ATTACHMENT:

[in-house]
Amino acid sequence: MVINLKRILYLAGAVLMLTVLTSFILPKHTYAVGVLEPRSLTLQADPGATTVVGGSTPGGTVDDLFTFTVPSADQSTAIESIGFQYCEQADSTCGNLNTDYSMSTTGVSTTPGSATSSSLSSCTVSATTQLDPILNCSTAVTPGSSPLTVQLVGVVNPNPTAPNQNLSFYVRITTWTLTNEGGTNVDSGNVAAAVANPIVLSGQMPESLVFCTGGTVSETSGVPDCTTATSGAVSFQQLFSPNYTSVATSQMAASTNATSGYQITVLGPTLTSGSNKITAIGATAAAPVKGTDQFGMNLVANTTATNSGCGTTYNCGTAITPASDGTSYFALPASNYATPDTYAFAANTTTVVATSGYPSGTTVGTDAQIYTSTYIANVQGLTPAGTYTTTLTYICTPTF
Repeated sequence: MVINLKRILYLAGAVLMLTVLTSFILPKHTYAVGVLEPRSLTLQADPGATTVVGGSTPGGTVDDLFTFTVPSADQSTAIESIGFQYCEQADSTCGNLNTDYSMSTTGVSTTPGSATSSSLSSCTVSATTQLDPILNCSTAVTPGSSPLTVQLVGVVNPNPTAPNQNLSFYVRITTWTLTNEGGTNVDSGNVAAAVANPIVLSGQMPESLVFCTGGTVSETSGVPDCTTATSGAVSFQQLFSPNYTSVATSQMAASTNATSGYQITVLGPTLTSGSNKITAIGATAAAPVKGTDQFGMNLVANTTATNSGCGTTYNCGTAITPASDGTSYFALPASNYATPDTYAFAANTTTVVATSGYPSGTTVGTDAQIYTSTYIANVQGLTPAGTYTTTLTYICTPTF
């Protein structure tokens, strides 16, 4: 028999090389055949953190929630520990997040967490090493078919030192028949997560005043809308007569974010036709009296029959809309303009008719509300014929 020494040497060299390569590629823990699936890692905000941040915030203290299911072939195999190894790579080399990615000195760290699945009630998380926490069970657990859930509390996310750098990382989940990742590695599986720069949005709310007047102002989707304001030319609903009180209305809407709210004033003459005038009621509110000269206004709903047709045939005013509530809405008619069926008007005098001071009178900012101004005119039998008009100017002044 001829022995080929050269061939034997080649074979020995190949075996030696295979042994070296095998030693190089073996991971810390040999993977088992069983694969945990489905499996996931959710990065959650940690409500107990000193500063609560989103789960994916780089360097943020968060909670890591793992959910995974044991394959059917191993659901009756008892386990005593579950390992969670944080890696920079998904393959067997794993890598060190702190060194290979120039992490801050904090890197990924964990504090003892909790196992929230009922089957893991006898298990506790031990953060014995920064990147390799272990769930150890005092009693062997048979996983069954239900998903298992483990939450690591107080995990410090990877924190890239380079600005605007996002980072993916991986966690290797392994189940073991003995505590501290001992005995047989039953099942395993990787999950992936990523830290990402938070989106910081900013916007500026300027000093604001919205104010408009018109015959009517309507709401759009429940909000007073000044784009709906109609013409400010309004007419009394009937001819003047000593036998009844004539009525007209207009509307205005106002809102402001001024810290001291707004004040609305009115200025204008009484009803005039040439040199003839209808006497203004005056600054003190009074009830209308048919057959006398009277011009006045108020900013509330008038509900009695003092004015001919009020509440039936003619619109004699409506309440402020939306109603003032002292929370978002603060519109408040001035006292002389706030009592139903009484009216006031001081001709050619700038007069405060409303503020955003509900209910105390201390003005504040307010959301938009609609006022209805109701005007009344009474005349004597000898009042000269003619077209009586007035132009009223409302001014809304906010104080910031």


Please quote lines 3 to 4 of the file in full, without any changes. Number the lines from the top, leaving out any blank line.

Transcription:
Repeated sequence: MVINLKRILYLAGAVLMLTVLTSFILPKHTYAVGVLEPRSLTLQADPGATTVVGGSTPGGTVDDLFTFTVPSADQSTAIESIGFQYCEQADSTCGNLNTDYSMSTTGVSTTPGSATSSSLSSCTVSATTQLDPILNCSTAVTPGSSPLTVQLVGVVNPNPTAPNQNLSFYVRITTWTLTNEGGTNVDSGNVAAAVANPIVLSGQMPESLVFCTGGTVSETSGVPDCTTATSGAVSFQQLFSPNYTSVATSQMAASTNATSGYQITVLGPTLTSGSNKITAIGATAAAPVKGTDQFGMNLVANTTATNSGCGTTYNCGTAITPASDGTSYFALPASNYATPDTYAFAANTTTVVATSGYPSGTTVGTDAQIYTSTYIANVQGLTPAGTYTTTLTYICTPTF
């Protein structure tokens, strides 16, 4: 028999090389055949953190929630520990997040967490090493078919030192028949997560005043809308007569974010036709009296029959809309303009008719509300014929 020494040497060299390569590629823990699936890692905000941040915030203290299911072939195999190894790579080399990615000195760290699945009630998380926490069970657990859930509390996310750098990382989940990742590695599986720069949005709310007047102002989707304001030319609903009180209305809407709210004033003459005038009621509110000269206004709903047709045939005013509530809405008619069926008007005098001071009178900012101004005119039998008009100017002044 001829022995080929050269061939034997080649074979020995190949075996030696295979042994070296095998030693190089073996991971810390040999993977088992069983694969945990489905499996996931959710990065959650940690409500107990000193500063609560989103789960994916780089360097943020968060909670890591793992959910995974044991394959059917191993659901009756008892386990005593579950390992969670944080890696920079998904393959067997794993890598060190702190060194290979120039992490801050904090890197990924964990504090003892909790196992929230009922089957893991006898298990506790031990953060014995920064990147390799272990769930150890005092009693062997048979996983069954239900998903298992483990939450690591107080995990410090990877924190890239380079600005605007996002980072993916991986966690290797392994189940073991003995505590501290001992005995047989039953099942395993990787999950992936990523830290990402938070989106910081900013916007500026300027000093604001919205104010408009018109015959009517309507709401759009429940909000007073000044784009709906109609013409400010309004007419009394009937001819003047000593036998009844004539009525007209207009509307205005106002809102402001001024810290001291707004004040609305009115200025204008009484009803005039040439040199003839209808006497203004005056600054003190009074009830209308048919057959006398009277011009006045108020900013509330008038509900009695003092004015001919009020509440039936003619619109004699409506309440402020939306109603003032002292929370978002603060519109408040001035006292002389706030009592139903009484009216006031001081001709050619700038007069405060409303503020955003509900209910105390201390003005504040307010959301938009609609006022209805109701005007009344009474005349004597000898009042000269003619077209009586007035132009009223409302001014809304906010104080910031």